A measure pending right now in the City Council would put teeth into the rule that lets you see a judge within 24 hours of being arrested anywhere in NYC. It is called the “Charge or Release Bill.”
Right now, the rule is often violated, especially in the Bronx. A study by the NYCLU, proponent of the measure, found that more than half of all people arrested are arraigned more than 24 hours after being picked up. Because people of color are three-fourths of all those arrested in the city, it is a matter of racial justice that processing be done swiftly enough to comply with the 24-hour rule, which was mandated by the state Court of Appeals in 1991.
The police and the city Department of Corrections are supposed to work together to run fingerprints and draft a set of charges within 24 hours of arrest. But, as happened during the Republican National Convention, each department tries to place the blame for non-compliance on the other department.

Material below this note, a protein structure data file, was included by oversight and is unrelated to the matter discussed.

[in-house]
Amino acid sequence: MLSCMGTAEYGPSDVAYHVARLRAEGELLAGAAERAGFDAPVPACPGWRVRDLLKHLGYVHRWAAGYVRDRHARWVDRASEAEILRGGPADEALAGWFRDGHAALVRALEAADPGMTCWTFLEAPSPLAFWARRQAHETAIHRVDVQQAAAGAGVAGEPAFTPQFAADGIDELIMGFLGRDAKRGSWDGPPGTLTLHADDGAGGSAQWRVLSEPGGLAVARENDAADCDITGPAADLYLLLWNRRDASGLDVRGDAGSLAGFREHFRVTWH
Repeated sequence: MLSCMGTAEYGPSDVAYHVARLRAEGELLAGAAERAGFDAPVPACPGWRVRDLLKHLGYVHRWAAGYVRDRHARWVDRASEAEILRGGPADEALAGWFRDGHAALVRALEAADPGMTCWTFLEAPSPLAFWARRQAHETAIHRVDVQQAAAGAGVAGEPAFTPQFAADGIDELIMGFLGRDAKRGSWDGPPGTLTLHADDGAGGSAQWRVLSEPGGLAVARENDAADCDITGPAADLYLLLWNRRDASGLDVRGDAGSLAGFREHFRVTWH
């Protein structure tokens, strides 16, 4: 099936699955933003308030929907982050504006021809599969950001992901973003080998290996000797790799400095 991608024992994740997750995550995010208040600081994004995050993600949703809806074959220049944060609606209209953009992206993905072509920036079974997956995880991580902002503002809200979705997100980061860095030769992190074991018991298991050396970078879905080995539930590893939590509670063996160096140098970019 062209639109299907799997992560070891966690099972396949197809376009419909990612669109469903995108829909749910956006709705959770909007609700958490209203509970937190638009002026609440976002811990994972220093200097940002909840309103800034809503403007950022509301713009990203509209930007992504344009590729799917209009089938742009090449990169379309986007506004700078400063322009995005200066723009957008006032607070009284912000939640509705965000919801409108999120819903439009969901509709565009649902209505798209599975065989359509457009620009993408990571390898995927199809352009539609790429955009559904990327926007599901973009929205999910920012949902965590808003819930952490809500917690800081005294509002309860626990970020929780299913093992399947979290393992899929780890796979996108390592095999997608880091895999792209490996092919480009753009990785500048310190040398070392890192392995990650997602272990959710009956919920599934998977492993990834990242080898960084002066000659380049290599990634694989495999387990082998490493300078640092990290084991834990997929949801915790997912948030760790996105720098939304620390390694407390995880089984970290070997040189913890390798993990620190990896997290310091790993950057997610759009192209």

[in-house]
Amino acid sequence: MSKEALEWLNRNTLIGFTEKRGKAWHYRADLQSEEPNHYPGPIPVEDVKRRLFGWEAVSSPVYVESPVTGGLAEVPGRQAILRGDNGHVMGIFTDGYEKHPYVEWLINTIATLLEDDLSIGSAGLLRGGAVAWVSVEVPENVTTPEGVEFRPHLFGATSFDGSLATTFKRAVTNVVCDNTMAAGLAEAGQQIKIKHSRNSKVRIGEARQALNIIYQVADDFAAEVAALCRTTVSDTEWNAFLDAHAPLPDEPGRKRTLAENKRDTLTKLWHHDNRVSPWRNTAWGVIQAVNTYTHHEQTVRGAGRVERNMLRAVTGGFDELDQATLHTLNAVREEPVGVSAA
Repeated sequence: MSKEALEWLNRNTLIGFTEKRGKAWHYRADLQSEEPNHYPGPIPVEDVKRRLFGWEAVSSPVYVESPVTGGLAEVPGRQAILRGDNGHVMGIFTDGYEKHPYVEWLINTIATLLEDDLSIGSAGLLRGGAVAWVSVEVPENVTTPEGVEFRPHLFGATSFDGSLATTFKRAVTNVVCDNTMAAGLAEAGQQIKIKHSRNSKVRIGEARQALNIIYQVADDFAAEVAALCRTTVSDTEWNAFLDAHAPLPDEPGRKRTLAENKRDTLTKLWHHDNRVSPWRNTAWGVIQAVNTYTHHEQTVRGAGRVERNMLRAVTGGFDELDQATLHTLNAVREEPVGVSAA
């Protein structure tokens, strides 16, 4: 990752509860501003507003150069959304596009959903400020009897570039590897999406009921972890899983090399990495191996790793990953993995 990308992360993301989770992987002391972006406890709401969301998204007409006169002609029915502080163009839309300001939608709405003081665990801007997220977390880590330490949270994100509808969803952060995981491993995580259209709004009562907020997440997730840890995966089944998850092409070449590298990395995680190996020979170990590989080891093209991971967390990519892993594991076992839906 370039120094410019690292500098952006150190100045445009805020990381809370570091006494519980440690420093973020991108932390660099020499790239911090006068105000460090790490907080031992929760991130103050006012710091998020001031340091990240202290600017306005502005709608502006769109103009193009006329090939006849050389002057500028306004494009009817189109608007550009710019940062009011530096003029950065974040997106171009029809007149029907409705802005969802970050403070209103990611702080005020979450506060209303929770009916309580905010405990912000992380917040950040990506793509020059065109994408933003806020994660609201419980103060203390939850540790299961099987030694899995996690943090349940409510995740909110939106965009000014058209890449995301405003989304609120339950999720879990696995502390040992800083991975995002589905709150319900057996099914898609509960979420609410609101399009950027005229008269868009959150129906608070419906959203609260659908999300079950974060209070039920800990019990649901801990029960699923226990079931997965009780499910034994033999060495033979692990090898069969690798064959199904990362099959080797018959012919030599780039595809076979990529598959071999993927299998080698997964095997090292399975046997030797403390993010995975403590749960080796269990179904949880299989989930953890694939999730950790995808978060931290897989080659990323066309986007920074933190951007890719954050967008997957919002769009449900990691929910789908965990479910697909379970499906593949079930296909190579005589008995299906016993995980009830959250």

This bill would require both the NYPD and the Department of Corrections to report to the
City Council four times a year on the number of people held more than 24 hours and to account for the time a person was in the custody of each department.
But what gives this bill teeth is that it provides attorney’s fees for detainees who are held over 24 hours. (Presently, one can theoretically sue for damages, but unless you’re held
for several days, the damages are too small for a lawyer to want to take the case on contingency).
For this reason, public safety committee chair Peter Vallone Jr. strenuously opposes the bill. He writes, “This bill will do nothing but result in large taxpayer payouts to rapists and murderers.”
But in reality, 62 percent of daily arrests are for misdemeanors and violations, not felonies. This means that many people, disproportionately people of color, serve more time before arraignment than the offense would require, if they were convicted.
The bill does carry an exception to the rule for an “unforeseeable extraordinary circumstance,” but says budgetary constraints can’t be used to justify a delay.
None of this placates councilman Vallone. He says, “This isn’t a ‘Get-Out-of-Jail-Free’ card. It’s a ‘Get-Out-of-Jail-and-get-paid-for-it’ card.” The bill has 21 co-sponsors. As of this writing, City Council Speaker Christine Quinn is not among them.
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